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For the week of April 4 through April 10, 2001

More than money attracts new principals

Express Staff Writer

Even though it means taking substantial cuts in pay, two school principals from outside Idaho have decided to begin working at Wood River High School and Bellevue Elementary School. Both say they were drawn here by the Wood River Valley’s quality of life and sense of community.

Their decisions came amid ongoing concern that attracting and keeping quality educators in Idaho may be hindered because the state pays its teachers and administrators some of the lowest wages in the country.

The Idaho Association of School Administrators reported middle and high school principals in this state will earn on average $63,149 this school year. Nationwide, the mean income for middle school principals was $73,877, and for high school principals was $79,839, during the 1999-2000 school year, the National Association of Secondary School Principals reported. Blaine County School District superintendent Jim Lewis said local school administrators earn from $60,000 to $80,000.

Grant Hume, who is currently principal of the 1,600-student Henry M. Jackson High School in Everett, Wash., replaces Bill Resko as Wood River High School principal this fall. Hume said he’ll make almost $10,000 a year less than he does now.

In his recent job search, Hume said, he turned down an offer to be principal at a high school in Nevada even though the position there pays more than it does here.

Hume said his pension plan in Everett gives a financial incentive to retire now because he’s worked for 33 years in Everett schools. But at age 54, he’s not ready to do that. Last summer, he and his wife Nancy Hume visited the Wood River Valley for the first time during a vacation, and he said, simply, "We thought this would be a nice place to be."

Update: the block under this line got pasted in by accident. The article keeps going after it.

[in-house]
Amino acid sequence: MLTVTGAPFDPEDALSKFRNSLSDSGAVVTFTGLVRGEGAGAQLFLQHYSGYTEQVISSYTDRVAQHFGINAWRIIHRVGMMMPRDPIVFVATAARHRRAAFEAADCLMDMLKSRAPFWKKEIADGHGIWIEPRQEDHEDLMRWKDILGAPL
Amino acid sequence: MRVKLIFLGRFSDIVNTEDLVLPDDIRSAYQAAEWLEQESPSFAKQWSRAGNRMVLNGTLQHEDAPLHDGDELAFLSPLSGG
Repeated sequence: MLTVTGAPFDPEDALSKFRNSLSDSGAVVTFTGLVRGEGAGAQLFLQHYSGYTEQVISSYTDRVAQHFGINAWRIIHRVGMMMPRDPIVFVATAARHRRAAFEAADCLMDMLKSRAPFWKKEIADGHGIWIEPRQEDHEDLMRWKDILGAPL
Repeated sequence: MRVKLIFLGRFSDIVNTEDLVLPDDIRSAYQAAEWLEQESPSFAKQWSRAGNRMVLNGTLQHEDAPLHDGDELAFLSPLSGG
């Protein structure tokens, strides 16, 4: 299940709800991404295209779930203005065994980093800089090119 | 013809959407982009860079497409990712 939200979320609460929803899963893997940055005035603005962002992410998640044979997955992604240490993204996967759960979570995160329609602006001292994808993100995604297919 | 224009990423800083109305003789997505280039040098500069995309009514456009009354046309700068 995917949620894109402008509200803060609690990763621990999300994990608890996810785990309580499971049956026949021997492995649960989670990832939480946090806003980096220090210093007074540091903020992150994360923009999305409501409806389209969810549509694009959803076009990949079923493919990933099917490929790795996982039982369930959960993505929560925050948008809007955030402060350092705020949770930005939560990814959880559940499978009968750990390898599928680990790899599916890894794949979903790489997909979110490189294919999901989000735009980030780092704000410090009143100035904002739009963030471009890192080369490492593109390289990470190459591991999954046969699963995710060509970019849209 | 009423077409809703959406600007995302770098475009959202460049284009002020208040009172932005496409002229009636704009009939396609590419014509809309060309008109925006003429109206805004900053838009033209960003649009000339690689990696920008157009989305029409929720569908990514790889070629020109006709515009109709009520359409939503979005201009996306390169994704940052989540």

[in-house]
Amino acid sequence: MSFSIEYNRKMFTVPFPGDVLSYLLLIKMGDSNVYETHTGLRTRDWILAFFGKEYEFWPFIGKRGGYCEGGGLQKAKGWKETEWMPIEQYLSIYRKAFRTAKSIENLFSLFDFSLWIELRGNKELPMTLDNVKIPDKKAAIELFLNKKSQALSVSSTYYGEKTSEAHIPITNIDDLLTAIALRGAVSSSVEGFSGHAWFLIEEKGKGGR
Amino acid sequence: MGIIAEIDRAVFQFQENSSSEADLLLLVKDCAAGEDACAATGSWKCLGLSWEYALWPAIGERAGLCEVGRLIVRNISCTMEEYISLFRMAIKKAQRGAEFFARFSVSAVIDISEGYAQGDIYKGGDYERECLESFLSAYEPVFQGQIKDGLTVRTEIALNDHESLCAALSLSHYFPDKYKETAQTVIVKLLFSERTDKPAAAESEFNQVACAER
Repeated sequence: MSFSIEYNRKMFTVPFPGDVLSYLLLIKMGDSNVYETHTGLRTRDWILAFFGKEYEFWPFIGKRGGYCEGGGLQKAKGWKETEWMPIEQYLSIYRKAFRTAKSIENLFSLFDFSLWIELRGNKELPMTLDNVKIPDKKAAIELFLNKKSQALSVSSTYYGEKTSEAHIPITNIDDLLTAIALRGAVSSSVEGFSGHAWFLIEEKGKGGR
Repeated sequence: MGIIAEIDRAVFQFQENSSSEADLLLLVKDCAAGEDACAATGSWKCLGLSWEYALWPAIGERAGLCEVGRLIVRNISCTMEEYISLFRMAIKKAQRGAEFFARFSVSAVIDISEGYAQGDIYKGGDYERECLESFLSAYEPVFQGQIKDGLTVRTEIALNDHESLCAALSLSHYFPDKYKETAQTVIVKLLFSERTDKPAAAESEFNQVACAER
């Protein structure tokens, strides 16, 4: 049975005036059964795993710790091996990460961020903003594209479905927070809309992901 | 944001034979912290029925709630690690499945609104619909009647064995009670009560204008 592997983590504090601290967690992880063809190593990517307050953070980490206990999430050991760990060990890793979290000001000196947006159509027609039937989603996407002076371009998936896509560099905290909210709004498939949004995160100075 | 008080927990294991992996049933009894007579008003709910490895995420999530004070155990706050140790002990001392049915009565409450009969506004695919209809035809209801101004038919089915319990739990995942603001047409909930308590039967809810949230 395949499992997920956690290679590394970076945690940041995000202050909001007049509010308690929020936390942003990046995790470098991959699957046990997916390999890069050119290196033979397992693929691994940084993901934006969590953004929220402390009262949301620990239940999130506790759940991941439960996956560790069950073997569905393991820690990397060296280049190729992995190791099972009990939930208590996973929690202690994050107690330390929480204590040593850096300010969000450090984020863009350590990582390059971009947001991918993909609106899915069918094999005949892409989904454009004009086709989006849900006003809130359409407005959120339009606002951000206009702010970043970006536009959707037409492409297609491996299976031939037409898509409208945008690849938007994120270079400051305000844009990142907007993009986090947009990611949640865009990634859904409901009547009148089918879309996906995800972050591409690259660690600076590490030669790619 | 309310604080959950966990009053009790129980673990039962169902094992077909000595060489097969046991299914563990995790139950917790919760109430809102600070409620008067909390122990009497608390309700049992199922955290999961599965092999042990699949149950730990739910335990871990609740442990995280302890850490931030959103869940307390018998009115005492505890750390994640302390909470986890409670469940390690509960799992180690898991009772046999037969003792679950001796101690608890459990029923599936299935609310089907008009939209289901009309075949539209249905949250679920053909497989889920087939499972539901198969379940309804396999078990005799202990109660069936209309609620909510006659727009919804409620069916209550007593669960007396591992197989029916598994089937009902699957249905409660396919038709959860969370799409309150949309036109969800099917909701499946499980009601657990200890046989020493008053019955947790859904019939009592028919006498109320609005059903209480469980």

He said he also likes the idea of working in the smaller Wood River High School, which is about half the size of the school where he currently works. And he’s motivated by the district’s plans to build a new $19 million high school, made possible by a tax levy Blaine County voters approved last year.

Gary St. George, who lives in Bellevue, Wash., and worked as a teacher and principal there for 31 years, said he is also attracted to come here by the Blaine County School District’s construction plans, which total nearly $40 million over 10 years.

"Growth mode is always fun to be in," he said.

The district hired George to replace Bill Quann as Bellevue Elementary School principal in the fall. Jessie Gage, in the district’s human resource department, said Quann plans to return to teaching.

George said the pay is a "little less" in Blaine County than where he’s coming from, but he’ll do a lot more skiing here, which should compensate for the financial difference.

On March 28, the district also hired Hemingway Elementary School teacher Donald Haisley to replace Jon Dominick, who is retiring as principal of that school.

Last week, district officials interviewed applicants to replace Wood River Middle School assistant principal Ray Grosvenor, who is also retiring.

Superintendent Lewis said he thinks the wages offered here are "fairly competitive, even though we can’t match some of the states." He, too, believes the community draws educators here, saying he was "just really pleased with the quality of candidates" who applied for the four open positions.

In all, they totaled 70 applicants from Idaho, Washington, Oregon, New Mexico, Colorado, Alaska and Texas.


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